In this spirit, I have to confess that I am less than thrilled with the advent of bookglutton.com (though, in the spirit of America the connected, I’m planning on joining up), which I discovered on a blog at teleread.org this morning. At Bookglutton, you read books collectively online with others, viewing their comments on every page as you go along. Every book a blog. No longer the absorbed attention that borders on the mystical that we experience in traditional intensive reading, caught up in the alternative world created by another’s imagination. Instead, now, even reading books will be like attending movies where one-third of the audience converses on cell phones, another third texts friends on the opposite side of the theater, and the final third feels compelled to engage everyone around them with their commentary–as if they were afraid they might be sitting alone in the dark.

Am I alone in thinking that there is something pathological about this need to connect? Is it possible that a people who has lost the capacity for contented solitude, or even discontented solitude, who has not learned to embrace its own loneliness, is it possible that such a people is maybe just a little bit sick?

Now that you have finished reading my blog, write me a comment. Please. I am feeling disconnected. And lonely. And Sad.

I think I’ll take a pill. Or find someone to friend.

Passion, Politics, and English Studies; Or, What Hillary’s Tears Can Teach English Departments.

The New York Times today gives a serious turn to all the random speculation that Hillary’s tears—or more precisely, near tears—may have played a role in her victory in New Hampshire.

“Short, emotionally charged narratives — story fragments, of a certain kind — can travel through a population faster than any virus and alter behavior on a dime, they say. Under certain conditions, this behavior is especially infectious, research suggests, and anyone eager to play Monday morning quarterback on the New Hampshire vote should take them into account.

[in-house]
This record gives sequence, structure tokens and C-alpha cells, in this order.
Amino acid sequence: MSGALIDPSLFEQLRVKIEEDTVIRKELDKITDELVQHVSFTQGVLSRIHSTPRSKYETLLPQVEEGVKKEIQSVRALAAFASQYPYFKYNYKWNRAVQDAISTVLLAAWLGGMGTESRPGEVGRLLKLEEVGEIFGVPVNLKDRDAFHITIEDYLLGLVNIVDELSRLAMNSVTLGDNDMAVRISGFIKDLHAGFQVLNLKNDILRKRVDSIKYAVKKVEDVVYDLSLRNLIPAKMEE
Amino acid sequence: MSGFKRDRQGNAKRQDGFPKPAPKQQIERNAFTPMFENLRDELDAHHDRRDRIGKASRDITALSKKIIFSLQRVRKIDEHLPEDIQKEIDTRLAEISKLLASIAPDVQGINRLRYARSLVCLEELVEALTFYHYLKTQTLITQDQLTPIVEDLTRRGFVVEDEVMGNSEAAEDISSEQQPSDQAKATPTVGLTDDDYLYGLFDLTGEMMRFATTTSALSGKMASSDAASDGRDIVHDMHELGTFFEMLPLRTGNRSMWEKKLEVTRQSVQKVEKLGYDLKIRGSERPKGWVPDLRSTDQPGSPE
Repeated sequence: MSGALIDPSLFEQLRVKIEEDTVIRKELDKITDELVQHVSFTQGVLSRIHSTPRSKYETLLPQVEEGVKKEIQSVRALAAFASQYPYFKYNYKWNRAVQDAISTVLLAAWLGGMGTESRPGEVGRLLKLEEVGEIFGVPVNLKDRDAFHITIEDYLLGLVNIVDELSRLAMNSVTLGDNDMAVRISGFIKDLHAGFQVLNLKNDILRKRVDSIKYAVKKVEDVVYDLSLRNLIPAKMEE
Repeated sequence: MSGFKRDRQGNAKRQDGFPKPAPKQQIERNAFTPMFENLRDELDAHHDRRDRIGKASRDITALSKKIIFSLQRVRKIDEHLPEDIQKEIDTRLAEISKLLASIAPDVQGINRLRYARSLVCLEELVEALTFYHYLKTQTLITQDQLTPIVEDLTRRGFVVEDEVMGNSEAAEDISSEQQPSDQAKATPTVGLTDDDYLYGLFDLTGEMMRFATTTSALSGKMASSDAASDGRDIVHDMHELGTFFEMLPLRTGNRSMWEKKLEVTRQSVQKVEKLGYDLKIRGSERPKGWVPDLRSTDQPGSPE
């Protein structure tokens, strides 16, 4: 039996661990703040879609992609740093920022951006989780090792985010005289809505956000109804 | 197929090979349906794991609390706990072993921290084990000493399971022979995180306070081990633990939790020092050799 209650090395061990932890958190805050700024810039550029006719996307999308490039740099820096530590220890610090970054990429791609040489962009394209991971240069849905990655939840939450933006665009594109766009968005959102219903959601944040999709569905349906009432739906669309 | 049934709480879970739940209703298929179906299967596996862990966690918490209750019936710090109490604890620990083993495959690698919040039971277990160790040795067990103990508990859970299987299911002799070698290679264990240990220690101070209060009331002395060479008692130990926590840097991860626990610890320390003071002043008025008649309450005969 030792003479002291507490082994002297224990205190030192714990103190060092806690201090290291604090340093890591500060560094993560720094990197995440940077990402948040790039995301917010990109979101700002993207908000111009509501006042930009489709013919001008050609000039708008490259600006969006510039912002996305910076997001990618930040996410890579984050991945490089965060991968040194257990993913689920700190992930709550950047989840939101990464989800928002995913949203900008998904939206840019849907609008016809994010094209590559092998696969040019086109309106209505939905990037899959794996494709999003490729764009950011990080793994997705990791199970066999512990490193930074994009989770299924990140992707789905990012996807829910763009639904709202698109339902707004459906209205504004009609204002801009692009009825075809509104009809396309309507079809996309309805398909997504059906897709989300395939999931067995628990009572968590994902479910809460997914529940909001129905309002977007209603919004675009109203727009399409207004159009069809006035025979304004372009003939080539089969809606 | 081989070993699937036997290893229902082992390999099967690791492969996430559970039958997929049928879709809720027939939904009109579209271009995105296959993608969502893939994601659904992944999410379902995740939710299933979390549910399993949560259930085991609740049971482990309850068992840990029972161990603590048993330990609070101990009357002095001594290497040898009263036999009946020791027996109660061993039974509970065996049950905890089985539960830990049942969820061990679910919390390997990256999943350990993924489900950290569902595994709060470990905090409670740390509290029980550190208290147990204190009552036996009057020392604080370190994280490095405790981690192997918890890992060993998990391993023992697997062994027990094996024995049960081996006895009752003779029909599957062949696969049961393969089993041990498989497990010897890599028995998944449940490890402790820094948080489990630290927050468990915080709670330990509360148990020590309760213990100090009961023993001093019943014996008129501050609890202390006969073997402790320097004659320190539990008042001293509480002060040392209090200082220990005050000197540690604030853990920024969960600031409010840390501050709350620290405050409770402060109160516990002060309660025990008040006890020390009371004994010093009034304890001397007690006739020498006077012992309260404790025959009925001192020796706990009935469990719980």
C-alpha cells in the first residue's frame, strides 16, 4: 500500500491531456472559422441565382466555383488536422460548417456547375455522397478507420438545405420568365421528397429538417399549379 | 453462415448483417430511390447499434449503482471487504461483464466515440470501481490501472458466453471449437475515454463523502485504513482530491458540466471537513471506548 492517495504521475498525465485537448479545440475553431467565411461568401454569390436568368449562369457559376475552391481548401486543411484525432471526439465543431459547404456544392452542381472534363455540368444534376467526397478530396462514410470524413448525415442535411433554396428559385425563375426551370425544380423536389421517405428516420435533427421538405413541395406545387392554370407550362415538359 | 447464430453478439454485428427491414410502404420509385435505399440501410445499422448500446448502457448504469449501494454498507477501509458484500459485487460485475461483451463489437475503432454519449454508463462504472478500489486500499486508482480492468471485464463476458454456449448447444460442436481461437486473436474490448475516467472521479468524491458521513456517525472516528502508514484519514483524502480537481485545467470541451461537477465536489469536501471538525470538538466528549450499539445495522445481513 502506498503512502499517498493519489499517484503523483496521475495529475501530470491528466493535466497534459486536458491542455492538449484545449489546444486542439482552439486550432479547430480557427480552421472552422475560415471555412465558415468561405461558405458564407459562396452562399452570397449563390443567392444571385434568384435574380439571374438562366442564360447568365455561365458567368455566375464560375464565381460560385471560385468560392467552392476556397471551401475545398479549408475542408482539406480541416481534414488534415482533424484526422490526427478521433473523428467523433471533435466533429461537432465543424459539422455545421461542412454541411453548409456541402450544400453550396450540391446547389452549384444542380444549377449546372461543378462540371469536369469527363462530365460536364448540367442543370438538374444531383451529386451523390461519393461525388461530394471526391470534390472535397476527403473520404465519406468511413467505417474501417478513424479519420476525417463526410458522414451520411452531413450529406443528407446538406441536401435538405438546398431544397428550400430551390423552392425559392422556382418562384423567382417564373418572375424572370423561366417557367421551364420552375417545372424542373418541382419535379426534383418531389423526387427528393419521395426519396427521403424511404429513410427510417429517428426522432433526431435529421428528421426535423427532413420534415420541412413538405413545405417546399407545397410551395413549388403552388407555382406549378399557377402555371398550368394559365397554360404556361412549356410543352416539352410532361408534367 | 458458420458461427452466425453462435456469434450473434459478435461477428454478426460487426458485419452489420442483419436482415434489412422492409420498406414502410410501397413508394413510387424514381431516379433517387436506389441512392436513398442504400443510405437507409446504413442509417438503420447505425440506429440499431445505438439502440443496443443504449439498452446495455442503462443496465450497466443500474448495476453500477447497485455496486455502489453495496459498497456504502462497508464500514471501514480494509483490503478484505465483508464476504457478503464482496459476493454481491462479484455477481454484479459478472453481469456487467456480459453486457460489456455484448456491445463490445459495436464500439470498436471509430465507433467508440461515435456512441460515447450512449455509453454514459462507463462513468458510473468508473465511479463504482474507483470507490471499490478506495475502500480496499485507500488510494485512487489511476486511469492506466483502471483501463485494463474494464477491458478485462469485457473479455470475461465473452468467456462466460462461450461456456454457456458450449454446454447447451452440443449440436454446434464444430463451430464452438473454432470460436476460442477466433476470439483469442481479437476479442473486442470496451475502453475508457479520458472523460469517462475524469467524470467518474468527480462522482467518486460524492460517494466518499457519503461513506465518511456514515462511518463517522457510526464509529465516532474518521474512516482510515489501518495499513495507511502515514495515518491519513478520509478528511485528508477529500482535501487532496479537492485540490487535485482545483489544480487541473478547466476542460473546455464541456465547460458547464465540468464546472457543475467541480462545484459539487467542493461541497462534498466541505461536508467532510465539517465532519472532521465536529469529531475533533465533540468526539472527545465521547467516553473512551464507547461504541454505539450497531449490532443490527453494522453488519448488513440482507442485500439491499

“’Any story that is short and powerful and throws into relief exactly the sort of issues people are thinking about at the moment they’re making a decision can have enormous impact,’ said Francesca Polletta, a sociologist at the University of California at Irvine who analyzed the effect of personal stories on the civil rights movement in her book It Was Like a Fever: Storytelling in Protest and Politics.

“Mrs. Clinton’s emotional reaction to a question about how she was holding up under the pressure was not only genuine, many voters apparently decided, but it formed a powerful response to an incident during the most recent debate, when her rival John Edwards sided with Mr. Obama in a pointed exchange to one of her questions. A mininarrative was born.”

The story goes on to show statistically that more undecided women voters lurched toward Hillary in the immediate aftermath of the debate. I hate to say “I told you so,” but in the aftermath I said that I thought the tears would give an immediate 5% bump to Hillary’s poll numbers, this despite seeing all the discussion among women and having a couple of personal conversations with others who were appalled and felt that Hillary had shown an unacceptable weakness that “put women back.”